The Hemp Plant

Characteristics of Hemp

Hemp originates from Central Asia or South Asia and belongs to the Cannabaceae family. Also known as ‘Cannabis sativa’, this plant species is grown for it’s practical uses in industry.

Hemp is one of the fastest growing plants in existence and was one of the first plants to be spun into usable fibers around 10,000 years ago. It can be refined into a huge variety of useful items including food, nutritional supplements, paper, clothing, textiles, biodegradable plastics, paint, biofuel, animal feed, ‘hemp-crete’, insulation and other building materials.

What’s the difference between cannabis & hemp?

‘Industrial hemp’ is often mistakenly associated with it’s cousin ‘Cannabinus Indica’ more commonly known as Marijuana. Whilst both plants are similar in appearance, there is one very important distinction. The flower of the marijuana plant contains high levels of a psychoactive compound called THC (delta-9-tetrahydrocannabinol). The flower of industrial hemp on the other hand contains less than 0.2% of this compound. It’s also important to note that industrial hemp is grown only for the seed and the stalk which have zero levels of this compound.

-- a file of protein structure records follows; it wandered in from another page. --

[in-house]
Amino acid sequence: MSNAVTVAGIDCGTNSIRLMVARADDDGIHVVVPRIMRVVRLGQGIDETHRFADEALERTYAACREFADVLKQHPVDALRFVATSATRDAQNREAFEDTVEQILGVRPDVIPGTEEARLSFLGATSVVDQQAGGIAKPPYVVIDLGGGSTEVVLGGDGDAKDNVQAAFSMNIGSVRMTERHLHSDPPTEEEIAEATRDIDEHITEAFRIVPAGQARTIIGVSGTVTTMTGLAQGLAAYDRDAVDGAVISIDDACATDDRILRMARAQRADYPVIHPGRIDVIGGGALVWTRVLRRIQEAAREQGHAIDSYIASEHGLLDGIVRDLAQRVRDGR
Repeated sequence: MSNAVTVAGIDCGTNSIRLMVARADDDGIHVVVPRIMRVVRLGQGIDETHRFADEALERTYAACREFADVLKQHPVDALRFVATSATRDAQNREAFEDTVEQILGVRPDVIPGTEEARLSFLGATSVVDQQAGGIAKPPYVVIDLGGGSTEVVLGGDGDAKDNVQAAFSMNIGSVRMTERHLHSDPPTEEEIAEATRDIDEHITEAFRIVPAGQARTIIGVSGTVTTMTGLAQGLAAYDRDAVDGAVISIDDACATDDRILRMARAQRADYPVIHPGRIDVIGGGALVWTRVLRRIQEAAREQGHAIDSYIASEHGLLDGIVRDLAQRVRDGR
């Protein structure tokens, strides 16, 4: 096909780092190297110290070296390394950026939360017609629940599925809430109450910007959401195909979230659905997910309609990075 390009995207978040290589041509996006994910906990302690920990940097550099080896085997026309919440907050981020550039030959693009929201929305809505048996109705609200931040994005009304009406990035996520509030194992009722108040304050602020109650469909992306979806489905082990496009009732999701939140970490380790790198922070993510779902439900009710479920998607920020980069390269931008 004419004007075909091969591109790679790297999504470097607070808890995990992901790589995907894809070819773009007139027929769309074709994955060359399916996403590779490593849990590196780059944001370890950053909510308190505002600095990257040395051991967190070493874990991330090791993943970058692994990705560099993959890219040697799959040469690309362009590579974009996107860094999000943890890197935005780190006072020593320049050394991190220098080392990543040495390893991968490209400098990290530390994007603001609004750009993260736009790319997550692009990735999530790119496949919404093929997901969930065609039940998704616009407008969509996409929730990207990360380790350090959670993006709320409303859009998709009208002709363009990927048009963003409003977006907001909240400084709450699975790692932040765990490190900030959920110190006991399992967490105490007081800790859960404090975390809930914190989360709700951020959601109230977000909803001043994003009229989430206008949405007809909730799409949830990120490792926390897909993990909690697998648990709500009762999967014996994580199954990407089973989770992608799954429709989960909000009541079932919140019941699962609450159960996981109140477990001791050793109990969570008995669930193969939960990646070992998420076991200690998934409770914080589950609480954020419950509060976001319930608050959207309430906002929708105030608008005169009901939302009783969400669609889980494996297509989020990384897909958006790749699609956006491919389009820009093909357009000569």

• No ′TCH′ is found in any of our food products.

Physiology of the Plant

Hemp is a dioecious species with both male and female plants. There are also monoicious varieties where the male and female organs are present on the same stem.

The male flowers release the pollen and then decay, while the female flowers carry the seeds that ripen over longer periods.

What Makes the Hemp Plant?

Hemp Seeds

One of the most nutritious seeds in the world.

The Hurd

The Internal woody / marrow part of the stem.

The Fibre

One of the first fibres spun by humans almost 10,000 years ago.

Hemp Flower & Leaves

Refined into Aromatherapy & Essential oils

How Hemp Grows

Some varieties can measure up to 5 meters. Seedlings can grow to one to two meters, depending on the variety and growing conditions. The plant has a swivelling root that usually descends 15 to 30 cm deep.

On the other hand, the abundant secondary roots can extend between 10 and 60 cm in length in the soil.

The leaves are thin, long & ‘petiolate’. The leaves ‘palmate’ in 5 to 11 unequal ‘leaflets’.